• The presence of tolerance – or the need to consume more of a substance to get the desired effects
  • The presence of withdrawal symptoms when the drug is not available or consumed
  • An inability to control how much of a drug one consumes or for how long
  • An inability to stop using a drug even though one has tried
  • Spending a large amount of one’s time seeking out the drug, using the drug, or recovering from the abuse of the drug
  • Choosing to use drugs over other activities, including work or social gatherings where drugs are not present
  • An inability to stop using drugs even though they are having negative impacts on one’s life in general and health in particular

Because everyone is different, not every person who suffers from addiction will exhibit all of these symptoms. An individual may have developed an addiction to designer drugs and still be capable of holding down a job, for instance. Another individual may still place the social needs of their friends and family ahead of their drug use even though, by definition and the presence of other criteria, they are suffering from addiction.

Designer drugs have been shown to bring about withdrawal effects and tolerance, according to the National Institute on Drug Abuse. Therefore those who engage in the abuse of these drugs place themselves at risk for addiction.

If Designer Drugs Are Addictive Why Doesn’t Everyone Who Takes Them Develop the Disease?

The National Institute on Drug Abuse has spent many years and millions of dollars researching what the disease of addiction is and how it affects various people. Unfortunately, the research process is ongoing. There is currently no way to determine who will and who will not develop addiction when they abuse drugs. What they have determined is that anyone and everyone can develop the disease.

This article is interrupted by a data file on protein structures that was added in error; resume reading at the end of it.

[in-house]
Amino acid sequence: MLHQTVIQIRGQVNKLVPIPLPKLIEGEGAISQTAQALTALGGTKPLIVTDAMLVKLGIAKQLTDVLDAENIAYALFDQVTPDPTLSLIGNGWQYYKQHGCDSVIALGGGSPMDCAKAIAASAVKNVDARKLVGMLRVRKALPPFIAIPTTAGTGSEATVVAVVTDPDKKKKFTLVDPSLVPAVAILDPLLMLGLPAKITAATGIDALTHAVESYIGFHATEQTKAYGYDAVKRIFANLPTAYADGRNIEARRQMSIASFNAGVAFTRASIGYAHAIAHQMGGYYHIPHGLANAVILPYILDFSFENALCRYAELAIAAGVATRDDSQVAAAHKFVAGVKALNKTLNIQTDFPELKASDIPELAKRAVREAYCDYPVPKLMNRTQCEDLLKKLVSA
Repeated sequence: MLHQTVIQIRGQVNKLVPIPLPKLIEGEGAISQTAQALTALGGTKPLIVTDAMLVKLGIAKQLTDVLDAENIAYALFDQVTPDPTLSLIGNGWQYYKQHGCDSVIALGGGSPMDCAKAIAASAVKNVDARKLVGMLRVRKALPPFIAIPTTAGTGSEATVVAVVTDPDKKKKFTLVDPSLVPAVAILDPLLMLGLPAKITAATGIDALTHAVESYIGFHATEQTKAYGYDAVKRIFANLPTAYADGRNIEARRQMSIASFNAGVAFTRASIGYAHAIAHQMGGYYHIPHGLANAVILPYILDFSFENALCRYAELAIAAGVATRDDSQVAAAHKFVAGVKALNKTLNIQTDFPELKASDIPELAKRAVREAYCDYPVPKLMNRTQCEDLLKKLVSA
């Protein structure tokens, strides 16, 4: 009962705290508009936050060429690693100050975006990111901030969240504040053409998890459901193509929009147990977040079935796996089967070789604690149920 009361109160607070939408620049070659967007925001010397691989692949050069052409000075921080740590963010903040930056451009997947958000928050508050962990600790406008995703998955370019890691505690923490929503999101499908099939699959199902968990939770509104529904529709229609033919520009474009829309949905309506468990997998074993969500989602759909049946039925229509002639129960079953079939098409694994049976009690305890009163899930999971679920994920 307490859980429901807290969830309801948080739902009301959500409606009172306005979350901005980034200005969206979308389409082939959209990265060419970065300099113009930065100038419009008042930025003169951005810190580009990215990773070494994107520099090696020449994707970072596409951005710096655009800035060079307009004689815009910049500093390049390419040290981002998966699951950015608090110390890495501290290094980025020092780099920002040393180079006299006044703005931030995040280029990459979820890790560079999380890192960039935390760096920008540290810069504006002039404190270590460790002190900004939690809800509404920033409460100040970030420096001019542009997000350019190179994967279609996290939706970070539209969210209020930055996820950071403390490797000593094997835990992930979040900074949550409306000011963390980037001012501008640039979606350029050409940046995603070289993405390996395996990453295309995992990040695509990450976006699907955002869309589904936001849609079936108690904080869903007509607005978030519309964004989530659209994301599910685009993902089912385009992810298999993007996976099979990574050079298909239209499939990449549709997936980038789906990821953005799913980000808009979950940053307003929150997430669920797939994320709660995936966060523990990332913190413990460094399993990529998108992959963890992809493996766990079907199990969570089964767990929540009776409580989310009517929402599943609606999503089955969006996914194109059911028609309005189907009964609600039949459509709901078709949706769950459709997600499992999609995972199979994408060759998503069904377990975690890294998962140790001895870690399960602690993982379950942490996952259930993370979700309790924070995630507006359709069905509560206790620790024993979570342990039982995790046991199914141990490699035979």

There are several risk factors that have been identified over the years. Some of these risk factors include whether or not the individual has a family history of abuse or whether the individual suffers from a preexisting mental condition, such as anxiety or depression. The age at which a person begins to use drugs is another factor that is involved in addiction.

The important thing to remember is that addiction is a treatable condition. Like other chronic diseases, such as hypertension or diabetes, with the right therapy, it is possible to keep addiction from overwhelming one’s life. If you suspect that someone close to you needs help to eliminate designer drug abuse from their life, please contact us right away for more information.

Learn about the history of designer drug use >>